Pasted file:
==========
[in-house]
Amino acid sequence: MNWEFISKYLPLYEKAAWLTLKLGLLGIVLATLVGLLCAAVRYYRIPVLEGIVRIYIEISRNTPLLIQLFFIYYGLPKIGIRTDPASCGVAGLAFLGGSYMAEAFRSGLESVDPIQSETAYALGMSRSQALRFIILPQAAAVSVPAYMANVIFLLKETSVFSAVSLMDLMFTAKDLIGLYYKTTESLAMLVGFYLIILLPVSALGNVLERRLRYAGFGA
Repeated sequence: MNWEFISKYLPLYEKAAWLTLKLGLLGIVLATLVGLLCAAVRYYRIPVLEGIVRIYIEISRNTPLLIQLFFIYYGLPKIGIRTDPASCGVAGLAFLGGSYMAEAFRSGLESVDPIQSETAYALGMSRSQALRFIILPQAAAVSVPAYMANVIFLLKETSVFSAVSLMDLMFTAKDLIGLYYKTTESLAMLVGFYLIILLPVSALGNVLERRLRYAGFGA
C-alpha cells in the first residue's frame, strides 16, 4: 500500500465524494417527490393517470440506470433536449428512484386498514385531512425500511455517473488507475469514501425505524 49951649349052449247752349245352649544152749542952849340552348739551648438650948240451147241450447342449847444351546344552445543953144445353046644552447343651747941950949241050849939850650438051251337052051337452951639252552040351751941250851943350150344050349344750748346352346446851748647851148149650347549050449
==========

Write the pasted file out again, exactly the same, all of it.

[in-house]
Amino acid sequence: MNWEFISKYLPLYEKAAWLTLKLGLLGIVLATLVGLLCAAVRYYRIPVLEGIVRIYIEISRNTPLLIQLFFIYYGLPKIGIRTDPASCGVAGLAFLGGSYMAEAFRSGLESVDPIQSETAYALGMSRSQALRFIILPQAAAVSVPAYMANVIFLLKETSVFSAVSLMDLMFTAKDLIGLYYKTTESLAMLVGFYLIILLPVSALGNVLERRLRYAGFGA
Repeated sequence: MNWEFISKYLPLYEKAAWLTLKLGLLGIVLATLVGLLCAAVRYYRIPVLEGIVRIYIEISRNTPLLIQLFFIYYGLPKIGIRTDPASCGVAGLAFLGGSYMAEAFRSGLESVDPIQSETAYALGMSRSQALRFIILPQAAAVSVPAYMANVIFLLKETSVFSAVSLMDLMFTAKDLIGLYYKTTESLAMLVGFYLIILLPVSALGNVLERRLRYAGFGA
C-alpha cells in the first residue's frame, strides 16, 4: 500500500465524494417527490393517470440506470433536449428512484386498514385531512425500511455517473488507475469514501425505524 49951649349052449247752349245352649544152749542952849340552348739551648438650948240451147241450447342449847444351546344552445543953144445353046644552447343651747941950949241050849939850650438051251337052051337452951639252552040351751941250851943350150344050349344750748346352346446851748647851148149650347549050449